The Glasgow-born comedy icon has revealed he was “purged from the records” of his old primary school because his material was considered so offensive to its staff.
Connolly, who has famously mocked religion in his routines, tells a new ITV programme on his career that he was treated as a “non-person” by his old school because of the nature of the material he was performing.
The one-hour special, broadcast tomorrow, reveals how teachers at St Peter’s Boys School in Partick even banned pupils from listening to his albums.
In an interview for the programme, comedy writer Armando Iannucci, who attended St Peter’s after Connolly, said the star’s material was regarded as “blasphemous filth”.
A host of big-name stars, including Dame Judi Dench, Sir Elton John, David Tennant, Peter Kay and Andy Murray, pay tribute to Connolly in the programme.
It also features a new in-depth interview with the comic, who has continued to perform despite battling Parkinson’s disease in recent years.
In the programme, Connolly recalls being mocked in the classroom. He said: “I remember the teacher going round the class asking everybody what they wanted to be. They all wanted to be marine engineers. He came to me and I said comedian. They all exploded, of course. But I was kind of determined to do it.”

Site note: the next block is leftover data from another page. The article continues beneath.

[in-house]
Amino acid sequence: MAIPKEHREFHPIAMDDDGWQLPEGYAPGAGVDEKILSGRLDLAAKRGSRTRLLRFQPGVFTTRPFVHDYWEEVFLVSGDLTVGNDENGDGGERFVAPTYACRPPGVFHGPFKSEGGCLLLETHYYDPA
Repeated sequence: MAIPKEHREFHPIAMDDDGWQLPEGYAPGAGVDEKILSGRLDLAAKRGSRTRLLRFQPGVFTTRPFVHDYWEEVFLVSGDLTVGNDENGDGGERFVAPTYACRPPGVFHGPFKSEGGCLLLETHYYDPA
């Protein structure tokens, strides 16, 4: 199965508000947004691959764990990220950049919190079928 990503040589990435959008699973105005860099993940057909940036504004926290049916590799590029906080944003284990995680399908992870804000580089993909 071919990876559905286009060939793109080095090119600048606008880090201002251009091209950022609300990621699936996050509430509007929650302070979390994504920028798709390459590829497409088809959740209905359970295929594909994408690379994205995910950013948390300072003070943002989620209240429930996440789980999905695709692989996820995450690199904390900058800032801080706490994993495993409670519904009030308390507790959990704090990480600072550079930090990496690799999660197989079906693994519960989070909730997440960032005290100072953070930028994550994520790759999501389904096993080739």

Connolly, who first made his name in the folk outfit The Humblebums, started performing stand-up comedy in the early 1970s, but gained notoriety with his “Last Supper” routine, which relocated events from the Bible to the Gallowgate in Glasgow.
He said that what started out as a quick-fire joke about Jesus walked into a pub in Glasgow gradually became an entire routine and “the biggest thing of my career”.
He said: “They say you should never talk about politics and religion. I say talk about them all the time. You just get this great reaction.”
Recalling how his old school had reacted to his material on religion, Connolly said: “They took me out of the register. I was a non-person. I was purged from the records.
“That was the first thing you saw was a crucifix with Jesus hanging on it. It was like ‘God’s dead and it’s your fault’.”
Iannucci tells the programme: “When I was there Billy was just beginning to become famous in Scotland. We had cassette copies of his albums and were all circulating them and listening to them. But I remember the head mistress sat us down and told us it was bordering on mortal sin to listen to Billy Connolly because at the time it was full of blasphemous filth. Then he became famous and was invited back to the school.
“I remember thinking: ‘Hang on a minute – you told us that this was sinful.’ So, thank you Billy, for introducing me to establishment hypocrisy for the first time.”